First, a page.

College Sexual Health

The State of Education - College Sexual Health

STD rates and forcible sex crimes on college campuses have risen dramatically over the last few decades. STD rates have increased by 50% between 2000 and 2014,1 while forcible sex crimes on colleges campuses have more than doubled in roughly the same timeframe (2001 to 2013).2 A 2015 survey of 150,000 students from 27 universities–including 7 Ivies–found that 27.2 percent of senior college women had been the victim of sexual assault since entering college.3 These sobering statistics left us with more questions than answers, so we set out to discover a better understanding of the current state of sexual health in higher education today.

Part I: The Financial Landscape of Education Today

The financial landscape of higher education in the U.S. is vast. At one corner are educational institutions with endowments in the billions—money that connects them to hospitals, research centers, businesses, local cultural units, and job creation. At another corner are people who want to remain competitive in an economy where, it has been shown, a standard college degree means $450,000 more in earnings than a high school diploma. In 1975 it cost about $2,400 on average per year to get a four year degree at a public school. In 2015, the same education cost around $9,500.

Part II: The Intersection of Education & Technology

Technological advancements of the last two decades have completely changed what education can be and how knowledge can be efficiently distributed to students. After World War II the integration of technology into the curriculum and teaching process (more specifically, video-based instruction) became widespread, and by the end of the seventies there were initiatives around the country focused on individualized, computer-assisted education. The subsequent rise of the Internet and the rapid proliferation of information and cheap consumer electronics changed two major things: they lowered the age that children became exposed to vast stores of information and, in turn, fundamentally changed the way younger generations preferred to learn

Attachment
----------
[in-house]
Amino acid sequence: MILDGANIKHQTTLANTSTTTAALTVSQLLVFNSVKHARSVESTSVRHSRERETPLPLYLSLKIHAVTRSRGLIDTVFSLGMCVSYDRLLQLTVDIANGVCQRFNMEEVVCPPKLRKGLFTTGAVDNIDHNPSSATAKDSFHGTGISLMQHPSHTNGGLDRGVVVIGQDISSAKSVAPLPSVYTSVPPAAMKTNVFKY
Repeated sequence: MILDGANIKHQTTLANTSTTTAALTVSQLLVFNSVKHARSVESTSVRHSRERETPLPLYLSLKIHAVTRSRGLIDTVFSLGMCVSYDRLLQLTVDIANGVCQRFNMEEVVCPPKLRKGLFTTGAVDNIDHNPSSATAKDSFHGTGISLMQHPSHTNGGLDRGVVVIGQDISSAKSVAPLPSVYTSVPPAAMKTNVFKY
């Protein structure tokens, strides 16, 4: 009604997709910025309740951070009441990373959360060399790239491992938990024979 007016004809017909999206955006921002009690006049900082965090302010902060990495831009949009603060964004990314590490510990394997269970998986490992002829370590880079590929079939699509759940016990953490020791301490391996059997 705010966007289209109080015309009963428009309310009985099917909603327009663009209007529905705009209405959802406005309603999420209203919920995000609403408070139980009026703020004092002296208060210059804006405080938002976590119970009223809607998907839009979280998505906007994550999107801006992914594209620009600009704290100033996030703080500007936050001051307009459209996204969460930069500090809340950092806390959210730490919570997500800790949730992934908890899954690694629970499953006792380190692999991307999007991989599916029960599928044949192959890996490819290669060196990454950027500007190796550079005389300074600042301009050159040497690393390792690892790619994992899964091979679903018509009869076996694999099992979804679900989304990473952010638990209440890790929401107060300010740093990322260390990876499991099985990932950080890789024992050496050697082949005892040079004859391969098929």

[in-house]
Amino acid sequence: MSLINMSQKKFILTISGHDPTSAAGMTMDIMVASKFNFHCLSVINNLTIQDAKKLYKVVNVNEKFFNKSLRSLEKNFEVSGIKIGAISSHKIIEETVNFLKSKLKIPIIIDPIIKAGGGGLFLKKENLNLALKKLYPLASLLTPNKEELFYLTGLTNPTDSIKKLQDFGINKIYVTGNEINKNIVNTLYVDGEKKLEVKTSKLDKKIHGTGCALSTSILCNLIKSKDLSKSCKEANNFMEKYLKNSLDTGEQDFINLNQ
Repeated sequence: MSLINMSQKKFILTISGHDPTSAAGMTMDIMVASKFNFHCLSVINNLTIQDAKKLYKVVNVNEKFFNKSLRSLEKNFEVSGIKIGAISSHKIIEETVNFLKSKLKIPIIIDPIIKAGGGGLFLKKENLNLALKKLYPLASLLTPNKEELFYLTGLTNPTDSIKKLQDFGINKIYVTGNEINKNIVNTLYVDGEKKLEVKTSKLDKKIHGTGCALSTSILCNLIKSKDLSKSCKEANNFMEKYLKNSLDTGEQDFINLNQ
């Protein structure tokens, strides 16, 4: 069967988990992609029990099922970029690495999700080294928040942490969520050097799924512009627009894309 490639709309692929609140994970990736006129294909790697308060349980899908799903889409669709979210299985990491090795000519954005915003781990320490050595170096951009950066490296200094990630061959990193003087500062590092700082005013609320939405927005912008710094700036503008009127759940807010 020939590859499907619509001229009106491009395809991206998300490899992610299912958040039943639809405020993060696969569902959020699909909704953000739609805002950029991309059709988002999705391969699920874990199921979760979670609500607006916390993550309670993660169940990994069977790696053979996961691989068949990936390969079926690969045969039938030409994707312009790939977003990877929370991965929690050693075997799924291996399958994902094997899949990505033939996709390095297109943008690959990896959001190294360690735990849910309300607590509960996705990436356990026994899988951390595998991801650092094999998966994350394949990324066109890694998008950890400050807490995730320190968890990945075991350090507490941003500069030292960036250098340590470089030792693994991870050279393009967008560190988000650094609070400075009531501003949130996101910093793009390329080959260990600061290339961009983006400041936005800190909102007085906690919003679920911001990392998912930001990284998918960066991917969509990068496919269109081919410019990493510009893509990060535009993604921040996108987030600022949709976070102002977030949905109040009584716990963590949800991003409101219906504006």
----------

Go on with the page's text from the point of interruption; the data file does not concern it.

Part III: Educational Policy Today

Whether at the state or federal level, government policy is critical to the shape of education in America. Governments set direct regulations on the ways that colleges can operate. They also designate local state budgets to improve educational standards, modernize schools, and bring learning opportunities to disadvantaged people. By focusing on equalizing the opportunity for all individuals to get an education, policies can help lower rates of crime and unemployment and improve the overall economy.

Part IV: Employability and the Economy

While some people are fortunate enough to take college classes for their own personal interests, most people who seek post-secondary education (whether online or not) are typically looking to make themselves employable. Whether that means a person takes a practical path and chooses a degree they know will be in demand, or whether they choose to pursue the path of passion does not matter. One of the major benefits of a college degree is deep awareness of how to learn and how to think about your skills and interests from an entrepreneurial perspective. Some career paths are easier than others, but what makes today’s world economy dynamic and progressive is that it supports an infinite number of money-making opportunities if a person knows how to make their skillset valuable to others. Today’s economy supports doctors-turned-artists, athletes-turned-politicians, and entry-level-salespeople-turned-CEOs.